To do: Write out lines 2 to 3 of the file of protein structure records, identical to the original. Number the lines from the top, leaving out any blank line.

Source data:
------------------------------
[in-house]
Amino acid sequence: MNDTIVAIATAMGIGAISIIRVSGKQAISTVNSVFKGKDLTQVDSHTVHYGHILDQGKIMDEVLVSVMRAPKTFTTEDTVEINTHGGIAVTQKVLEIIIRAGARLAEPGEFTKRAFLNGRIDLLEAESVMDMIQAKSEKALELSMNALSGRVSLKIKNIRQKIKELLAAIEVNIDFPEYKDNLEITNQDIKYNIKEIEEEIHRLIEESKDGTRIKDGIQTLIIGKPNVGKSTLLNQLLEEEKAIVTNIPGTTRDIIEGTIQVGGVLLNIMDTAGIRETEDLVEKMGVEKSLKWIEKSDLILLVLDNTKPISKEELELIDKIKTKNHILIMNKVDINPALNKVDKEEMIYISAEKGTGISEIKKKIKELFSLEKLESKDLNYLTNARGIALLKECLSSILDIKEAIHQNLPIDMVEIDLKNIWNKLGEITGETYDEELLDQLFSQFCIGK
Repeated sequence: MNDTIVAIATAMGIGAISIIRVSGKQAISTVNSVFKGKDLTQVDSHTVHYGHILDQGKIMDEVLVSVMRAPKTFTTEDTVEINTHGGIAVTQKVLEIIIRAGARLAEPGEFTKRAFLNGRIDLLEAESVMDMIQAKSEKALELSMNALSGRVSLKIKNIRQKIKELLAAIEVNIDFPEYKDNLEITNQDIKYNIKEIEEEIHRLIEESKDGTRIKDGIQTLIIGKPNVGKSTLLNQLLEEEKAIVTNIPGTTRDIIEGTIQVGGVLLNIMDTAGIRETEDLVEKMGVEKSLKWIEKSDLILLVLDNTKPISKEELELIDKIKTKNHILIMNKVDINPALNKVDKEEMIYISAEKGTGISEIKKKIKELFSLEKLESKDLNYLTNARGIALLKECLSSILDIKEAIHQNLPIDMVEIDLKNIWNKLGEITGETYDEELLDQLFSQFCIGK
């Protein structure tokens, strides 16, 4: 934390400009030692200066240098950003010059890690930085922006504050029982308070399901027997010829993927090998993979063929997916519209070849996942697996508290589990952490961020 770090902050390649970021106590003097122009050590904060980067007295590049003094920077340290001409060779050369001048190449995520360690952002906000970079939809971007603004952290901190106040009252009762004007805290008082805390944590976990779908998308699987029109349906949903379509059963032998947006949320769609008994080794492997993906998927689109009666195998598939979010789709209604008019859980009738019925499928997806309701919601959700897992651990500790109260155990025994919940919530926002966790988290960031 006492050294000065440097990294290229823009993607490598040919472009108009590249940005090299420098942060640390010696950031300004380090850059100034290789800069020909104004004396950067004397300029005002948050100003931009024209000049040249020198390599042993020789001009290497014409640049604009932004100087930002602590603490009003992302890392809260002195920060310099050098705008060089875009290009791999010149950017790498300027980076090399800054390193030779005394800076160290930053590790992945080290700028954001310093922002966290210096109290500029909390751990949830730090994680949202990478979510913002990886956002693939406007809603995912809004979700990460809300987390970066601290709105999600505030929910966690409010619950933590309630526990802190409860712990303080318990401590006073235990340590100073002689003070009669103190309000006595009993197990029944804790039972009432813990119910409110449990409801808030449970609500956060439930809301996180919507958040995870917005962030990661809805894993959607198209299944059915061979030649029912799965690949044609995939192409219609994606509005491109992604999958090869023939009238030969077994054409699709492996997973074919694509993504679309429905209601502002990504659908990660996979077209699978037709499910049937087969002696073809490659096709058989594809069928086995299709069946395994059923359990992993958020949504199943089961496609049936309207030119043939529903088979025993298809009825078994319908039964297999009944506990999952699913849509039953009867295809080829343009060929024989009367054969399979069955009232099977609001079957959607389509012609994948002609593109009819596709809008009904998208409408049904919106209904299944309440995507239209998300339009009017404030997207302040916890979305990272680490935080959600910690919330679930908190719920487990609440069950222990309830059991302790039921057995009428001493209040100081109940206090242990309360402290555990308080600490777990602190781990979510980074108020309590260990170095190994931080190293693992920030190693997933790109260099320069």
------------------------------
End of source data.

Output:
Amino acid sequence: MNDTIVAIATAMGIGAISIIRVSGKQAISTVNSVFKGKDLTQVDSHTVHYGHILDQGKIMDEVLVSVMRAPKTFTTEDTVEINTHGGIAVTQKVLEIIIRAGARLAEPGEFTKRAFLNGRIDLLEAESVMDMIQAKSEKALELSMNALSGRVSLKIKNIRQKIKELLAAIEVNIDFPEYKDNLEITNQDIKYNIKEIEEEIHRLIEESKDGTRIKDGIQTLIIGKPNVGKSTLLNQLLEEEKAIVTNIPGTTRDIIEGTIQVGGVLLNIMDTAGIRETEDLVEKMGVEKSLKWIEKSDLILLVLDNTKPISKEELELIDKIKTKNHILIMNKVDINPALNKVDKEEMIYISAEKGTGISEIKKKIKELFSLEKLESKDLNYLTNARGIALLKECLSSILDIKEAIHQNLPIDMVEIDLKNIWNKLGEITGETYDEELLDQLFSQFCIGK
Repeated sequence: MNDTIVAIATAMGIGAISIIRVSGKQAISTVNSVFKGKDLTQVDSHTVHYGHILDQGKIMDEVLVSVMRAPKTFTTEDTVEINTHGGIAVTQKVLEIIIRAGARLAEPGEFTKRAFLNGRIDLLEAESVMDMIQAKSEKALELSMNALSGRVSLKIKNIRQKIKELLAAIEVNIDFPEYKDNLEITNQDIKYNIKEIEEEIHRLIEESKDGTRIKDGIQTLIIGKPNVGKSTLLNQLLEEEKAIVTNIPGTTRDIIEGTIQVGGVLLNIMDTAGIRETEDLVEKMGVEKSLKWIEKSDLILLVLDNTKPISKEELELIDKIKTKNHILIMNKVDINPALNKVDKEEMIYISAEKGTGISEIKKKIKELFSLEKLESKDLNYLTNARGIALLKECLSSILDIKEAIHQNLPIDMVEIDLKNIWNKLGEITGETYDEELLDQLFSQFCIGK